Photo gallery of a Airco DH.4, The Airco DH.4 was a British two-seat biplane day bomber of World War I. It was designed by Geoffrey de Havilland (hence “DH”) for Airco, and was the first British two-seat light day-bomber to have an effective defensive armament. It first flew in August 1916 and entered service with the Royal Flying Corps (RFC) in March 1917. The majority of DH.4s were actually built as general purpose two-seaters in the United States, for service with the American forces in France. The DH.4 was tried with several engines, of which the best was the 375 hp (280 kW) Rolls-Royce Eagle engine. Armament and ordnance for the aircraft consisted of one 0.303 in (7.7 mm) Vickers machine gun for the pilot and one 0.303 in (7.7 mm) Lewis gun on a Scarff ring mounting for the observer. Two 230 lb (100 kg) bombs or four 112 lb (51 kg) bombs could be carried. The DH.4 entered service on 6 March 1917 with No. 55 Squadron in France.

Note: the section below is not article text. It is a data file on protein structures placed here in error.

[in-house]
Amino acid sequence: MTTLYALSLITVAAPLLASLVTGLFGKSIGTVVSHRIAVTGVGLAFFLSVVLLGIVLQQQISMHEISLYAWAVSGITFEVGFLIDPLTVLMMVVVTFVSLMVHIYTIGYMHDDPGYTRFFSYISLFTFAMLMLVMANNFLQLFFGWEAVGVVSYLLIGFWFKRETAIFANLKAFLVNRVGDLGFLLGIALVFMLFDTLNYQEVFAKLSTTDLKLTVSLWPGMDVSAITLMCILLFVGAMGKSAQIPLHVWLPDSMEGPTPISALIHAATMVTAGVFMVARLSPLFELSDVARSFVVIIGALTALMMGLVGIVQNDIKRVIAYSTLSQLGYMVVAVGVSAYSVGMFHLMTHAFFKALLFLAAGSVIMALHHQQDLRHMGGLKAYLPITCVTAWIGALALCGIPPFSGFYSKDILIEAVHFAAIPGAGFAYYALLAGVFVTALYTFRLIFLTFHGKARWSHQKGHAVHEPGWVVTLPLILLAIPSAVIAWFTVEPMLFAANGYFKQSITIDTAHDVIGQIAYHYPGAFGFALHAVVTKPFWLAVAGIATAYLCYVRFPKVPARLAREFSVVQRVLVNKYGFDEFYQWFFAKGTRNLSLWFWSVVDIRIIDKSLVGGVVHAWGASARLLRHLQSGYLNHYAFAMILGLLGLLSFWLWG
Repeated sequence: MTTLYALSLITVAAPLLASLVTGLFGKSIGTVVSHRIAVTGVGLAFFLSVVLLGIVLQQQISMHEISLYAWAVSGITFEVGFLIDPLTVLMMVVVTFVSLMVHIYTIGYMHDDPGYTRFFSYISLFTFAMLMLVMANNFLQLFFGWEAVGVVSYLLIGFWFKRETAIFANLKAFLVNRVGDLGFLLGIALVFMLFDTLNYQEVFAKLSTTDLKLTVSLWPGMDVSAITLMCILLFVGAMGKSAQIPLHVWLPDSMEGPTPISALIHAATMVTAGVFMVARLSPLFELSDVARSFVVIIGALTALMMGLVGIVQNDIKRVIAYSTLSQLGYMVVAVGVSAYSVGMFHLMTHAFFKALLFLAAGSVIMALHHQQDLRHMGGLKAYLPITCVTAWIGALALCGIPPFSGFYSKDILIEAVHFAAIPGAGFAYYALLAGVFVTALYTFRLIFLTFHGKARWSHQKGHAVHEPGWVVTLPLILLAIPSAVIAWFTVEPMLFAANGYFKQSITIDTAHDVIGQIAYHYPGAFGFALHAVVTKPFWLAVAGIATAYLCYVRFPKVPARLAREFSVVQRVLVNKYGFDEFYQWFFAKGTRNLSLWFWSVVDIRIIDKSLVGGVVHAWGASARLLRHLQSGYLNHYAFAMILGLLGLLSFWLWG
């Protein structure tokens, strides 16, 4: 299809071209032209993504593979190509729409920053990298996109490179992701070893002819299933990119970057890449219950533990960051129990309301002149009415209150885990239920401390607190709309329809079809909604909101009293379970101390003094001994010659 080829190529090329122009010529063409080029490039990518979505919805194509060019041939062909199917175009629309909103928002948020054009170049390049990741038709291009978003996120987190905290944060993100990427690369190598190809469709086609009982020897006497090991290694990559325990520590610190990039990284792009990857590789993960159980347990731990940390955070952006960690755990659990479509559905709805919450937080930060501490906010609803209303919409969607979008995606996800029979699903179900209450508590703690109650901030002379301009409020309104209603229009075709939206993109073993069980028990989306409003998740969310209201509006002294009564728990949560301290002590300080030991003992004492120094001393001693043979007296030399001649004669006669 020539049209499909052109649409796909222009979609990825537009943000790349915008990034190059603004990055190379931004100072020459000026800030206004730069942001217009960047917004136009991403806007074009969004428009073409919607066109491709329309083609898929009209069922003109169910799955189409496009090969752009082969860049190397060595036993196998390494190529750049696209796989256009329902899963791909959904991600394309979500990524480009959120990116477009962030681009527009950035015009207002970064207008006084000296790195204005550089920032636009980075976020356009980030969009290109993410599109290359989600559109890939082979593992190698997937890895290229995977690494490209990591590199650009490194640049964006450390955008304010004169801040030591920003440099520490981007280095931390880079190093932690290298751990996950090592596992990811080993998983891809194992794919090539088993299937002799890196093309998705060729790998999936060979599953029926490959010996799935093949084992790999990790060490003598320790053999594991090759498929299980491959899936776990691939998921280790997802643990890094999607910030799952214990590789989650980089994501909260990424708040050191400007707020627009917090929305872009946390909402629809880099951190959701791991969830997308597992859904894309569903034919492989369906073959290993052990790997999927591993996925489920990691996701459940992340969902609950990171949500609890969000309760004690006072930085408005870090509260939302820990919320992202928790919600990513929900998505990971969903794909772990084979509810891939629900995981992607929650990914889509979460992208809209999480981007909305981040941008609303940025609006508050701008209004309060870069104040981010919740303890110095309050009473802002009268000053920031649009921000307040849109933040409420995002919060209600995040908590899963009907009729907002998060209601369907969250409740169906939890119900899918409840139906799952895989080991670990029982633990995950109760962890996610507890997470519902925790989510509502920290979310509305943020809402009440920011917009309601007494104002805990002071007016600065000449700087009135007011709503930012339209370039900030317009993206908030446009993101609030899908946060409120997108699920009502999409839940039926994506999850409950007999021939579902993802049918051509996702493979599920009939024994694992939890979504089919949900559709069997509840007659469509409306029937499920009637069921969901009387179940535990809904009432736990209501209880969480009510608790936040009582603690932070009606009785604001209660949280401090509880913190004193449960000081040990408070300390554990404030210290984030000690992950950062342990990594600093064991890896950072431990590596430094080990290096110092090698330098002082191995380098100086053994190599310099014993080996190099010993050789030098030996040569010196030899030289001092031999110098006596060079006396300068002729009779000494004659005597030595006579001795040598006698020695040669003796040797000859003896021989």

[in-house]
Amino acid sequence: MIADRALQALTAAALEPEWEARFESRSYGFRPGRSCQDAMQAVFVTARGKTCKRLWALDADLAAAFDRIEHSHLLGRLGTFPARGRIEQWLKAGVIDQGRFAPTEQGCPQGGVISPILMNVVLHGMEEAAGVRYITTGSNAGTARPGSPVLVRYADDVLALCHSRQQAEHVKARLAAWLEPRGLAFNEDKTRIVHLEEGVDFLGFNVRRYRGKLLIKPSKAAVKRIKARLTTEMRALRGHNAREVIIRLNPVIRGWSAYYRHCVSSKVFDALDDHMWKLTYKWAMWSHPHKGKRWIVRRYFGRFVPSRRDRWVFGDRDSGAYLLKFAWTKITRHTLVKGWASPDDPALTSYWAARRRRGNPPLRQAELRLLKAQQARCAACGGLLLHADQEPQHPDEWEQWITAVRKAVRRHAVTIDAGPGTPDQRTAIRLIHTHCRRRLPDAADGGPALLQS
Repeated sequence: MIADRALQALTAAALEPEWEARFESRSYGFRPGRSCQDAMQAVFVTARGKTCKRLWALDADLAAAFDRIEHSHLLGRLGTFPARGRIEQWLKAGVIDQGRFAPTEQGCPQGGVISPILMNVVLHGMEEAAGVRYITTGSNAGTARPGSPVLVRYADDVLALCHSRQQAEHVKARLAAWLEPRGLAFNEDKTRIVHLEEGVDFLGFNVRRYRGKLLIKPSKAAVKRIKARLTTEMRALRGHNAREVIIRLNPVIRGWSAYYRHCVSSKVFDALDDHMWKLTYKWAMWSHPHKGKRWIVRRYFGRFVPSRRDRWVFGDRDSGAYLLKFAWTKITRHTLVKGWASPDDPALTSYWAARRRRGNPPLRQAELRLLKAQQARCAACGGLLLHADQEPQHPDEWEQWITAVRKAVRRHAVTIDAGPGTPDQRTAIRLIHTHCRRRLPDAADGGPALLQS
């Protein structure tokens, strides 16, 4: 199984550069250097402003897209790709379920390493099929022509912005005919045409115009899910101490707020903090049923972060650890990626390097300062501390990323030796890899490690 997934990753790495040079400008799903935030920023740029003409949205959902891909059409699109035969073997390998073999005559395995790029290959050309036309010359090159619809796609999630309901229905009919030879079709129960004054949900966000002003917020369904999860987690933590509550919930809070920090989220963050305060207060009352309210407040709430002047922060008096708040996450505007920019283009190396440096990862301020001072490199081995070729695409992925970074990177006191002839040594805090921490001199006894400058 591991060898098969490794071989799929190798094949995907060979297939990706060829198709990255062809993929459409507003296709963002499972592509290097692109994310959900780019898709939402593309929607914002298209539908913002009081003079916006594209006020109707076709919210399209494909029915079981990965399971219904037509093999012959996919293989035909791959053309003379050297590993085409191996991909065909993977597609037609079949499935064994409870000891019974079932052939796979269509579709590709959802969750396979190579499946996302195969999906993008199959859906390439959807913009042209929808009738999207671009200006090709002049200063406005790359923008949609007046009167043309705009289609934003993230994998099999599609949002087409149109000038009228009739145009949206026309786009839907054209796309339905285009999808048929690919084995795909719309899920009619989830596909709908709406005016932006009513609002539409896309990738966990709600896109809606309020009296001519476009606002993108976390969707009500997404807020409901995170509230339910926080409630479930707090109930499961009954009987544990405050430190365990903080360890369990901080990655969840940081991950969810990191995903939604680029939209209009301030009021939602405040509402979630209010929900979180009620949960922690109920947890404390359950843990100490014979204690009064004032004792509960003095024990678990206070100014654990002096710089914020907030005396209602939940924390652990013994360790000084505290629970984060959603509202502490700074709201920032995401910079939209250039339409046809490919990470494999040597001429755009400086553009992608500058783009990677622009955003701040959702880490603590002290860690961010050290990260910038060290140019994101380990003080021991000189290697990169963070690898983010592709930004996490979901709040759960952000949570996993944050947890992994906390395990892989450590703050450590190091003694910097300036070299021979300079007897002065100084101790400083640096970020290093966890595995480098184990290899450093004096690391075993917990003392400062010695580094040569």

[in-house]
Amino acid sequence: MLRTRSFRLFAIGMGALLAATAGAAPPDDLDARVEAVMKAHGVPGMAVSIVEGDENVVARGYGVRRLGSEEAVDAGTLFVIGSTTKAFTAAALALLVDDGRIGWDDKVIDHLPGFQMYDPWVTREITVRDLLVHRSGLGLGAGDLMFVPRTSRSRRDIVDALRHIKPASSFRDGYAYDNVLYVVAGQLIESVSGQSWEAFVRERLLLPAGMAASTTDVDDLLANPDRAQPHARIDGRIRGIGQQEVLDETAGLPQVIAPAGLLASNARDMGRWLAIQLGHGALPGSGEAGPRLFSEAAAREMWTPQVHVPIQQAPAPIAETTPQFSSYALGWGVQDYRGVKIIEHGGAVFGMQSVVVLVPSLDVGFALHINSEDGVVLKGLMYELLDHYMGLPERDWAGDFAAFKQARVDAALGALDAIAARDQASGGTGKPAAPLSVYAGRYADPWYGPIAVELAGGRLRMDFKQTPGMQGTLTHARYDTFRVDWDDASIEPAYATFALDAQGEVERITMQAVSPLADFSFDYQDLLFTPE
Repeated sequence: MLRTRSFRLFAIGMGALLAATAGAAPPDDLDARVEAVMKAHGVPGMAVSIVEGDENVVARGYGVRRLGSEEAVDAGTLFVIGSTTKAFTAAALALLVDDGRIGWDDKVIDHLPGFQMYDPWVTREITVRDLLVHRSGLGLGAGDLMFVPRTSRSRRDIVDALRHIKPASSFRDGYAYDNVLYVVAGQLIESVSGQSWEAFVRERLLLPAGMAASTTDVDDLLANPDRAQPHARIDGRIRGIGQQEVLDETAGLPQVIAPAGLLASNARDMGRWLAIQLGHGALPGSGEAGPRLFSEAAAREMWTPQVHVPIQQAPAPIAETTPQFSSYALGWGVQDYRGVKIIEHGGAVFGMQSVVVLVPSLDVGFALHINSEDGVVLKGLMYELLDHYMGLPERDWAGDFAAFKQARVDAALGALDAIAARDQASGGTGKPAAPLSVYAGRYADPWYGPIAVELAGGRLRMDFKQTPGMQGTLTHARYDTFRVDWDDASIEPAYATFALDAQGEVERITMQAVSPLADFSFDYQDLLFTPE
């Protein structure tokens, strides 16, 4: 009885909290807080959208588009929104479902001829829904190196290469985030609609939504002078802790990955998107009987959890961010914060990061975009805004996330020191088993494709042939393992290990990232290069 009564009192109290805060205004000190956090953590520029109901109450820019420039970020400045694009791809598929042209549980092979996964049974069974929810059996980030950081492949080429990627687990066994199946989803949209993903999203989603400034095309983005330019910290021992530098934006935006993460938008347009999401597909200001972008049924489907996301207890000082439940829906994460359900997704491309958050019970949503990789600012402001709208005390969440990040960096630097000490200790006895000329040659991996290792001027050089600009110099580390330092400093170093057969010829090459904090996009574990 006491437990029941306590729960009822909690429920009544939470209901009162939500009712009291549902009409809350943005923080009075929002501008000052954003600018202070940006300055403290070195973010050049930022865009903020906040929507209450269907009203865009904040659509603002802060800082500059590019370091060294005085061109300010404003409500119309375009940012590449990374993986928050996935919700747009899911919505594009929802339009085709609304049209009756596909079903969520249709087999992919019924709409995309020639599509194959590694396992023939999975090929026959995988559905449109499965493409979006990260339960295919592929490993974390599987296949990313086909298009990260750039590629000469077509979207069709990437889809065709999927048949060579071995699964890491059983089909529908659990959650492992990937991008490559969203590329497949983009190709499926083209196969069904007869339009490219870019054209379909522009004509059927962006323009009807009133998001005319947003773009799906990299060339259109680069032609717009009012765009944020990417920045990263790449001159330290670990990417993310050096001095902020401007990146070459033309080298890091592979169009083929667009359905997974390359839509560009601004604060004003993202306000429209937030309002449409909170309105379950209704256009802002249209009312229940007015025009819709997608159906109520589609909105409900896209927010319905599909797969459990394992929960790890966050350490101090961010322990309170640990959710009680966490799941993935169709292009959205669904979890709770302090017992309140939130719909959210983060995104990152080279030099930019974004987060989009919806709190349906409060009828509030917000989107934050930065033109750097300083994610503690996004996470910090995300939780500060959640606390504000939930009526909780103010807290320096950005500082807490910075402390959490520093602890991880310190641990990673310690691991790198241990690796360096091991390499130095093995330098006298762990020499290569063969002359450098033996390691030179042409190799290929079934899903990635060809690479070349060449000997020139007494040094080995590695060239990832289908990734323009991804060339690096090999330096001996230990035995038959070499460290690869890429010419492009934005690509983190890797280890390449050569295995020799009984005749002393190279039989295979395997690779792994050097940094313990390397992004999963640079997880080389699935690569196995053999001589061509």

Source: Airco DH.4 on Wikipedia
|Airco DH.4 – Walk Around|
|Localisation||Evergreen Air & Space Museum|
|De Havilland DH.4 Walk Around|
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The Airco DH.4 was a British two-seat biplane day bomber of the First World War. It was designed by Geoffrey de Havilland (hence “DH”) for Airco, and was the first British two-seat light day-bomber capable of defending itself. The DH.4 was powered by various engines, but the most common and reliable was the 375 hp (280 kW) Rolls-Royce Eagle engine. The DH.4 had a maximum speed of 190 km/h (118 mph) and a range of 770 km (478 mi). It could carry up to 209 kg (460 lb) of bombs and had two machine guns, one fixed forward-firing Vickers and one flexible rear-firing Lewis.
The DH.4 entered service with the Royal Flying Corps (RFC) and the Royal Naval Air Service (RNAS) in March 1917 and proved to be a versatile and effective aircraft, performing missions such as bombing, reconnaissance, artillery spotting, anti-submarine patrol and air ambulance. The DH.4 was also widely used by the American Expeditionary Forces (AEF) in France, as well as by several other countries after the war. The DH.4 was one of the most successful British aircraft of the First World War and had a lasting impact on the development of aviation.
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